“Of course I love him,” she said. The boy looked at her and heard her. I turned back to him.

“She loves you, but the reason she is getting mad at you is that she is afraid for you.”

His eyes said to me, “Why is she afraid for me?”

“She's afraid,” I said, “she's afraid that if you don't do your work for school, if you don't take it seriously, that you won't be able to go on to college, and your life will be hard for you, and she's afraid you will grow up to hate your life. She's afraid for you.”

I looked over to her, and she was relieved that it was explained the way she had wished it would be. That's why she was in the exam room with him.

I looked back to him. His head was up now, he was looking over to his mother, he wasn't afraid an afflicted anymore. I don't know if he looked inspired, but at least he felt loved.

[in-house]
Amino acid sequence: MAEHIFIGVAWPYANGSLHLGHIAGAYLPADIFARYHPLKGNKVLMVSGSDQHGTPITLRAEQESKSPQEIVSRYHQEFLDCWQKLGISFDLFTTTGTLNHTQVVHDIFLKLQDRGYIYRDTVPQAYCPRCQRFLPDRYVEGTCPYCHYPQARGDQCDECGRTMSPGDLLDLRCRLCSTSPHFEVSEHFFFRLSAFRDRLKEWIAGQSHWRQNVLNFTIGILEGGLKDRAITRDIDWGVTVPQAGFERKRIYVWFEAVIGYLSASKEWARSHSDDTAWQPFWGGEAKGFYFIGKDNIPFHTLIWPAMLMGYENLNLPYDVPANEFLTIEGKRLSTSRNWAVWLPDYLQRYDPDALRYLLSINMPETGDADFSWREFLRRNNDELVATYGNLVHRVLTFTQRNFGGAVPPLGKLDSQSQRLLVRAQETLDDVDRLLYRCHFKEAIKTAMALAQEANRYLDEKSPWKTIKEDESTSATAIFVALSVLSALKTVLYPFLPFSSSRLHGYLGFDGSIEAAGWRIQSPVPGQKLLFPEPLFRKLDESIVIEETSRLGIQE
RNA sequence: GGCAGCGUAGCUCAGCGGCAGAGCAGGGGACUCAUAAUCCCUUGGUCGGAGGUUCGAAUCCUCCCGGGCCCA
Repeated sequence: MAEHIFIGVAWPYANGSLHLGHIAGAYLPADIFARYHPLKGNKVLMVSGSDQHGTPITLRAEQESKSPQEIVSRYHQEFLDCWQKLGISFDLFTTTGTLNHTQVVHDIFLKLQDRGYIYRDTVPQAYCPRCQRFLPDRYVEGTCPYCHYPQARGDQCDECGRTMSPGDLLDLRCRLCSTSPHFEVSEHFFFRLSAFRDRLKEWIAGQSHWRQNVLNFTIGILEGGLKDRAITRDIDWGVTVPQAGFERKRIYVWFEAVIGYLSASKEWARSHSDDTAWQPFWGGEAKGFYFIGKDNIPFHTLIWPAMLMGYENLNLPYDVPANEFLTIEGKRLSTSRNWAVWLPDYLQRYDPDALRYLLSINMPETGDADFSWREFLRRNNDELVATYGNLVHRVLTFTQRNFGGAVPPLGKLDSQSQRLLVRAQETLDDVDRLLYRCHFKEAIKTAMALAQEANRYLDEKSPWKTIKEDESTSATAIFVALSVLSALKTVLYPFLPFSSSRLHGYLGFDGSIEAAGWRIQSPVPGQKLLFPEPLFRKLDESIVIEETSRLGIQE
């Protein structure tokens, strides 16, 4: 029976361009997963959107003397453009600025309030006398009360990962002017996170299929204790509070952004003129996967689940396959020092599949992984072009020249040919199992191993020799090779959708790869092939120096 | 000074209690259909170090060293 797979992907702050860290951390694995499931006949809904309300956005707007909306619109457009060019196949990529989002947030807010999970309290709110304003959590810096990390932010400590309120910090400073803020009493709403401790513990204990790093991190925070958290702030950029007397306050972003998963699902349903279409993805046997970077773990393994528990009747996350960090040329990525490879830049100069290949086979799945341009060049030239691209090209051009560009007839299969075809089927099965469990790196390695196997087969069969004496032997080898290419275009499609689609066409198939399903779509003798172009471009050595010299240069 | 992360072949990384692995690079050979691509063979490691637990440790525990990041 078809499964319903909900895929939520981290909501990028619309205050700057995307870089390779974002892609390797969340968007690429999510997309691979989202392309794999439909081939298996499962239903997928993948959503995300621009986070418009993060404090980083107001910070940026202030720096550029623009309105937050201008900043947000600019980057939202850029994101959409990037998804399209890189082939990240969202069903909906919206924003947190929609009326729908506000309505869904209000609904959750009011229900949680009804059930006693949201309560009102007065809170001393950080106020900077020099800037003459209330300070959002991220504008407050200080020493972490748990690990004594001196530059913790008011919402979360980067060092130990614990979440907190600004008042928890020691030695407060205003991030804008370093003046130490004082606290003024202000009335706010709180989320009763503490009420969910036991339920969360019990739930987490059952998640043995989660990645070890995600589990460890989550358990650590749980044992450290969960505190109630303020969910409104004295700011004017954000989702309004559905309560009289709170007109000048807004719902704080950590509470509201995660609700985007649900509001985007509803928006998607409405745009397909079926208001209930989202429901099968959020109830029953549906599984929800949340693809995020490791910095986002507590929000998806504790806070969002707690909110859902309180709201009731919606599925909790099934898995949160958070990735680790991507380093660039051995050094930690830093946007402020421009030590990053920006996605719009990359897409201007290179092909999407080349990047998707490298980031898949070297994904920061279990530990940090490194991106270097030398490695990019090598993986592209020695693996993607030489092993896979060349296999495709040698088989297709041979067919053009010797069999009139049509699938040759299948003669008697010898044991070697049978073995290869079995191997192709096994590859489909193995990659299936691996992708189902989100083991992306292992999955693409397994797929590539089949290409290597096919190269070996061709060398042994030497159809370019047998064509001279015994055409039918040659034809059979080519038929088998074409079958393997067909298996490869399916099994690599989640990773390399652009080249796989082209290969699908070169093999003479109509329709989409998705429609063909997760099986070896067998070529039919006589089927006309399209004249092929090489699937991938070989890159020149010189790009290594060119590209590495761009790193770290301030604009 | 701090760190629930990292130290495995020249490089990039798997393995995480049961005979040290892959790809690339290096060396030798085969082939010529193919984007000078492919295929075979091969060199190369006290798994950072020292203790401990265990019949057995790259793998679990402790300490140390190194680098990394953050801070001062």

When they left the exam room, they were walking together. They were together. I have no idea how things worked out, but at least something was cleared up. If things hadn't turned out better after that, they would have been back, that I'm pretty sure of. I thought I had gotten another solid hit, maybe not a homer, but a double anyway.


Budd Shenkin

Friday, May 24, 2024

A Day in the Life - My Car, Rock and Roll, Moving On

This year, my friends and I have generally allowed that the Warriors failure to make the playoffs was foreordained. Several of us were hot on the Knicks, especially the two graduates of Columbia. But Philly boys like me had more trouble with the Knicks – it's just so hard to root for NYC teams! – despite the three Villanova guys. Needless to say, we can't root for the Celtics ever. So I'm kinda going for Indiana, kinda like Minnesota – anyway, it's an interesting playoffs this year. But then one of the Knicks fans wondered how I was going onto rooting for other teams. So I answered him.

A mark of fandom is to be able to move on!

Believe me, I'm much more interested in having gotten my tire fixed today and getting my stolen car back into shape (2011 Infinity M56S.)  I was avoiding it, and now I'm re-embracing it.  I love my car - the guys at the dealer all say, it's the Cadillac of their line, and if I'm getting rid of it to let them know to bid on it.  Do I dare fall in love with it again?